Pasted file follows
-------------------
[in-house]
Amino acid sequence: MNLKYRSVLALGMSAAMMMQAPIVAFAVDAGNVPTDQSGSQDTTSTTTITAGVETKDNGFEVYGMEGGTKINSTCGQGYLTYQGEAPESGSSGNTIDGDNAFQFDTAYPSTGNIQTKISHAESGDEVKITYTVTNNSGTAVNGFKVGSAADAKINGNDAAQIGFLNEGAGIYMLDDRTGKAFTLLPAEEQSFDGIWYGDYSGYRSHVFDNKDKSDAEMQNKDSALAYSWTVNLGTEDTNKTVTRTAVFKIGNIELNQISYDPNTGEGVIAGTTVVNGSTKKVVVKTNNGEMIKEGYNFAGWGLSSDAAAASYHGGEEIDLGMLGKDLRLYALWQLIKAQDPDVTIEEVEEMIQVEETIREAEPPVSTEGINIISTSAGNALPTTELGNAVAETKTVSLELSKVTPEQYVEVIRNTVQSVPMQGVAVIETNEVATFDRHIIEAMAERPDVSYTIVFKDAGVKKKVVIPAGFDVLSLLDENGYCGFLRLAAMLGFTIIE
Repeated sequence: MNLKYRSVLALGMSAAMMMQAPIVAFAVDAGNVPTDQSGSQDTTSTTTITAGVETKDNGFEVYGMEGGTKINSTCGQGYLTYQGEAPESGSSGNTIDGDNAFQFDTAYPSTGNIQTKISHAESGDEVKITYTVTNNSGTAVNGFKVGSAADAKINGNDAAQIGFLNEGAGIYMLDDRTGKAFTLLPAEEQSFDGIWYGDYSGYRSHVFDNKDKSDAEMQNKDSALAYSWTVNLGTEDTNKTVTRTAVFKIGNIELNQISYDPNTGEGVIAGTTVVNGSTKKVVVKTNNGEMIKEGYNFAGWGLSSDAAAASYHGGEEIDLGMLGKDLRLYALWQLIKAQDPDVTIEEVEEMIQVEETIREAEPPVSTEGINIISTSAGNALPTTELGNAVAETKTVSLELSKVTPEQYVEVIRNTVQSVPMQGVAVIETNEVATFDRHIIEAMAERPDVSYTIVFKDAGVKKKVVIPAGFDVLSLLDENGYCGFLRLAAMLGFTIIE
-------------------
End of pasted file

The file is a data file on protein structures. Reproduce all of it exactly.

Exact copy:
[in-house]
Amino acid sequence: MNLKYRSVLALGMSAAMMMQAPIVAFAVDAGNVPTDQSGSQDTTSTTTITAGVETKDNGFEVYGMEGGTKINSTCGQGYLTYQGEAPESGSSGNTIDGDNAFQFDTAYPSTGNIQTKISHAESGDEVKITYTVTNNSGTAVNGFKVGSAADAKINGNDAAQIGFLNEGAGIYMLDDRTGKAFTLLPAEEQSFDGIWYGDYSGYRSHVFDNKDKSDAEMQNKDSALAYSWTVNLGTEDTNKTVTRTAVFKIGNIELNQISYDPNTGEGVIAGTTVVNGSTKKVVVKTNNGEMIKEGYNFAGWGLSSDAAAASYHGGEEIDLGMLGKDLRLYALWQLIKAQDPDVTIEEVEEMIQVEETIREAEPPVSTEGINIISTSAGNALPTTELGNAVAETKTVSLELSKVTPEQYVEVIRNTVQSVPMQGVAVIETNEVATFDRHIIEAMAERPDVSYTIVFKDAGVKKKVVIPAGFDVLSLLDENGYCGFLRLAAMLGFTIIE
Repeated sequence: MNLKYRSVLALGMSAAMMMQAPIVAFAVDAGNVPTDQSGSQDTTSTTTITAGVETKDNGFEVYGMEGGTKINSTCGQGYLTYQGEAPESGSSGNTIDGDNAFQFDTAYPSTGNIQTKISHAESGDEVKITYTVTNNSGTAVNGFKVGSAADAKINGNDAAQIGFLNEGAGIYMLDDRTGKAFTLLPAEEQSFDGIWYGDYSGYRSHVFDNKDKSDAEMQNKDSALAYSWTVNLGTEDTNKTVTRTAVFKIGNIELNQISYDPNTGEGVIAGTTVVNGSTKKVVVKTNNGEMIKEGYNFAGWGLSSDAAAASYHGGEEIDLGMLGKDLRLYALWQLIKAQDPDVTIEEVEEMIQVEETIREAEPPVSTEGINIISTSAGNALPTTELGNAVAETKTVSLELSKVTPEQYVEVIRNTVQSVPMQGVAVIETNEVATFDRHIIEAMAERPDVSYTIVFKDAGVKKKVVIPAGFDVLSLLDENGYCGFLRLAAMLGFTIIE